On the Trail: The Nutcracker, a 3-D experience

 

By IKE FREDREGILL

Hundreds of droning voices trickled off as the lights dimmed inside the University of Wyoming Performing Arts Building.
An older gentlemen, Dr. Michael Griffith, dressed in formal attire stepped onto the conductor’s pulpit below the stage, bowed to the crowd, spun round and raised his arms.
Hidden from view, instruments hummed to life and the silent theater quickly filled with the harmony of strings, percussion and brass instruments.
As the opening number of Peter Tchaikovsky’s “The Nutcracker” enveloped us, my wife, Shandra, squeezed my arm, a giddy smile upon her lips.
While this would not be our first live-theater experience, neither of us had attended a performance since grade-school, nearly three decades ago.
With all the activities available in the Laramie Valley, it can be easy to overlook the bustling cultural arts community thriving a mere two blocks from our home. We’ve attended numerous events at the university, but somehow, we never managed to fit a play into our busy lives.
Between our jobs, neither a simple 9-5 affair, our kids and our hobbies, finding time for the whole family to sit down for two hours in the same room can be challenging. When it does happen, our children often have a long list of movies they’ve been waiting to watch at home, or we saunter over to the movie theater and catch a blockbuster. This is all to say, the vast majority of our viewing experience has been relegated to a screen of some form or another.
Because of recent upgrades to movie theater sound systems, the surround-sound effect of the orchestra did not take me by surprise as it might have 15 years ago. However, I did not expect to feel the music. Violins, clarinets and trumpets slipped into my ears soothingly, enticing me into the performance like a pleasant dream. In comparison, the music and effects one might hear in a movie theater are more of an assault on the senses, battering you into the experience.
But by far, the most dazzling aspect of the show was watching it unfold in real time, in real space.
I’ve become so used to the silver screen’s magnified, two-dimensional world that I spent more time than I care to admit in awe of the three-dimensional characters flitting across the stage.
Tchaikovsky’s “Nutcracker” is so voraciously popular this time of year, that it’s nearly impossible to set foot outside your home without hearing “Dance of the Sugar-Plum Fairy” or “Waltz of the Flowers” playing on the radio, at the store or blaring across a parade float. So, the music was not unfamiliar, but seeing the actors and dancers bring these songs to life was a sheer delight.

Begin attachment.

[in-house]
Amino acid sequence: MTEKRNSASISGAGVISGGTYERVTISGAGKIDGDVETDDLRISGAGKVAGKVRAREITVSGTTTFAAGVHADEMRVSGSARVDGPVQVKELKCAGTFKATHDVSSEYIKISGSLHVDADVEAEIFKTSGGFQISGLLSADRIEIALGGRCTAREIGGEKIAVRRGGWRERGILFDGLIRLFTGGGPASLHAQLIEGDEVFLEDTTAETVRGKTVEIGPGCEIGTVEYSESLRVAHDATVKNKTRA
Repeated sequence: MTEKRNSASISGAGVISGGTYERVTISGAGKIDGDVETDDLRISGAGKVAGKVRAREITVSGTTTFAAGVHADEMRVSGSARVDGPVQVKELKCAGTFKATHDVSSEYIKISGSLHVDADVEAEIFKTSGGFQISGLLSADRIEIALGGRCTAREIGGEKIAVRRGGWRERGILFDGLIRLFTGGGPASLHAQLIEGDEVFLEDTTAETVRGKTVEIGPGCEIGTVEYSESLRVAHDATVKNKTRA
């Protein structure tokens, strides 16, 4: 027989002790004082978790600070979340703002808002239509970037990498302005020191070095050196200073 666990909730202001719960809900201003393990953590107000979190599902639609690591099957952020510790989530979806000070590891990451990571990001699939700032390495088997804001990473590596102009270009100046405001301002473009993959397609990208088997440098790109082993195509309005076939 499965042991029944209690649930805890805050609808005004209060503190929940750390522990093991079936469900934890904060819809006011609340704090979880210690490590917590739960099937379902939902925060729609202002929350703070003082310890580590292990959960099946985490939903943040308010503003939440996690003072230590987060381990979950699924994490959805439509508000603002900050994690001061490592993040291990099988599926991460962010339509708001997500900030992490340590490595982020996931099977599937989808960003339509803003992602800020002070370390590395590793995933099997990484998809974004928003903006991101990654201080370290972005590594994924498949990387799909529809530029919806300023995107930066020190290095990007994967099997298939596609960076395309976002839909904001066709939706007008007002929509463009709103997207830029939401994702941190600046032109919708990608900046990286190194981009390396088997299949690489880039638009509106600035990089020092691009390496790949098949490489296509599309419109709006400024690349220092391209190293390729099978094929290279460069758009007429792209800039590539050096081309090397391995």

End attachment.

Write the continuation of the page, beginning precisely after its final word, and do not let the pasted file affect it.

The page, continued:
The imagery of the “Nutcracker,” too, is commonplace during the holidays. But UW’s version of the Christmas classic was infused with local flavor.
Instead of an ancient aristocrat’s home, the performance was set in the Ivinson Mansion, the family home of Edward and Jane Ivinson who helped transform Laramie from a ragged hell on wheels into the “Gem City of the Plains.”
Rather than the white-haired, bearded army officers of the 19th century, the nutcrackers were frontier calvary, the mice were gunslingers and Herr Drosselmeyer’s attendants were young cowboys.
It was wonderfully Wyoming, and though ten thousand or more Americans were likely watching the same play, listening to the same music at the same time in playhouses throughout the country, I had the distinct impression I was experiencing something unique.
UW Professor of Dance Marsha Knight said the production didn’t start out that way.
“We started in its first iteration in 1988,” Knight explained. “It was a simple production with simple technical features and borrowed costumes.”
The play went well, but little thought was given to running it again anytime soon. In 1994, it was revived and in ’98 the orchestra was included and the production was added to the Department of Theatre and Dance’s four-year schedule.
“Part of the idea behind a four-year cycle is to benefit our performing artists and students with experiencing a piece they would likely encounter in their post-undergraduate careers,” Knight said. “It’s also a great boon to the community, because many places do it every year, but I think there is a heightened enthusiasm here in Laramie for the “Nutcracker” years.
In 2006, the creative design team suggested adding a Laramie twist to the story, and Knight said the audience was quite receptive.
“I think it means something to people,” she said. “I think attendees have come to expect that’s how our production is.”
For Shandra and I, the localization allowed us an entry into a foreign world. We didn’t know much about ballet, live theater or interpretive choreography, but the western theme provided us a gateway into this brilliant, new world.
Whatever brings you to Laramie, visiting an event hosted by UW’s thriving arts community is a must. If you have the opportunity to attend a Department of Theatre and Dance production, you’re in for an unforgettable treat. While several activities are planned throughout the coming months, Knight said the next major production she is involved with occurs in April.
“It’s a musical called ‘The Robber Bridegroom,’” she said. “It’s a kind of a bluegrass-style musical. I am a Virginian by upbringing, so I’m excited to work within that style. It’s a little darker and more complex, interesting and convoluted.”
Tickets and showtimes for UW productions can be found at www.uwyo.edu/finearts.